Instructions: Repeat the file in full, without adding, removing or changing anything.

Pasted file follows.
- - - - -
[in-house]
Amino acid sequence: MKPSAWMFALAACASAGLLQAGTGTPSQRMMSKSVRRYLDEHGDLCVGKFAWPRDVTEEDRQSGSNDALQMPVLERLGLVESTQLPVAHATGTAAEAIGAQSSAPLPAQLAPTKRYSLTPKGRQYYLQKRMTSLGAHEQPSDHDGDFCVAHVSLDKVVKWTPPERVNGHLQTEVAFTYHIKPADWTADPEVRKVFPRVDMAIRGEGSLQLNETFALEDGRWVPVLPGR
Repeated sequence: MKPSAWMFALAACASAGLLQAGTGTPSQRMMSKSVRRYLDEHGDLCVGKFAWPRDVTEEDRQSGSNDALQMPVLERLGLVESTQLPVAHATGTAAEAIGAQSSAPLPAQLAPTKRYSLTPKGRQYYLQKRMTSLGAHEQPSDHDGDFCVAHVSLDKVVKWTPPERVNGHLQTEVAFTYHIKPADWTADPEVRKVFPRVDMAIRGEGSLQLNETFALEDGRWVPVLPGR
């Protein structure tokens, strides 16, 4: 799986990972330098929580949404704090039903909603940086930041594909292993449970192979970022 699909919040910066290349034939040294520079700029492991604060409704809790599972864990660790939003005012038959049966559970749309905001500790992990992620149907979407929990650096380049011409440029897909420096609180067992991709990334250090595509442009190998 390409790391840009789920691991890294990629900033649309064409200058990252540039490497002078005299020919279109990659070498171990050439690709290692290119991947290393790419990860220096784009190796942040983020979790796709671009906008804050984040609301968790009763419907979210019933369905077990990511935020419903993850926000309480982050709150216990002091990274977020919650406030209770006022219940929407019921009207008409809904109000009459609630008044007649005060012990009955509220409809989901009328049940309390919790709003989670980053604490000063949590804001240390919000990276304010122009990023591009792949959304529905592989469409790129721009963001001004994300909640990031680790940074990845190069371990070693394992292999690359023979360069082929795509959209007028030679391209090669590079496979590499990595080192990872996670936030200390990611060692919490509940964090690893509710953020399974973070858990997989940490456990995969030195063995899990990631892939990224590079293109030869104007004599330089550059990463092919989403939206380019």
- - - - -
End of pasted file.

[in-house]
Amino acid sequence: MKPSAWMFALAACASAGLLQAGTGTPSQRMMSKSVRRYLDEHGDLCVGKFAWPRDVTEEDRQSGSNDALQMPVLERLGLVESTQLPVAHATGTAAEAIGAQSSAPLPAQLAPTKRYSLTPKGRQYYLQKRMTSLGAHEQPSDHDGDFCVAHVSLDKVVKWTPPERVNGHLQTEVAFTYHIKPADWTADPEVRKVFPRVDMAIRGEGSLQLNETFALEDGRWVPVLPGR
Repeated sequence: MKPSAWMFALAACASAGLLQAGTGTPSQRMMSKSVRRYLDEHGDLCVGKFAWPRDVTEEDRQSGSNDALQMPVLERLGLVESTQLPVAHATGTAAEAIGAQSSAPLPAQLAPTKRYSLTPKGRQYYLQKRMTSLGAHEQPSDHDGDFCVAHVSLDKVVKWTPPERVNGHLQTEVAFTYHIKPADWTADPEVRKVFPRVDMAIRGEGSLQLNETFALEDGRWVPVLPGR
């Protein structure tokens, strides 16, 4: 799986990972330098929580949404704090039903909603940086930041594909292993449970192979970022 699909919040910066290349034939040294520079700029492991604060409704809790599972864990660790939003005012038959049966559970749309905001500790992990992620149907979407929990650096380049011409440029897909420096609180067992991709990334250090595509442009190998 390409790391840009789920691991890294990629900033649309064409200058990252540039490497002078005299020919279109990659070498171990050439690709290692290119991947290393790419990860220096784009190796942040983020979790796709671009906008804050984040609301968790009763419907979210019933369905077990990511935020419903993850926000309480982050709150216990002091990274977020919650406030209770006022219940929407019921009207008409809904109000009459609630008044007649005060012990009955509220409809989901009328049940309390919790709003989670980053604490000063949590804001240390919000990276304010122009990023591009792949959304529905592989469409790129721009963001001004994300909640990031680790940074990845190069371990070693394992292999690359023979360069082929795509959209007028030679391209090669590079496979590499990595080192990872996670936030200390990611060692919490509940964090690893509710953020399974973070858990997989940490456990995969030195063995899990990631892939990224590079293109030869104007004599330089550059990463092919989403939206380019």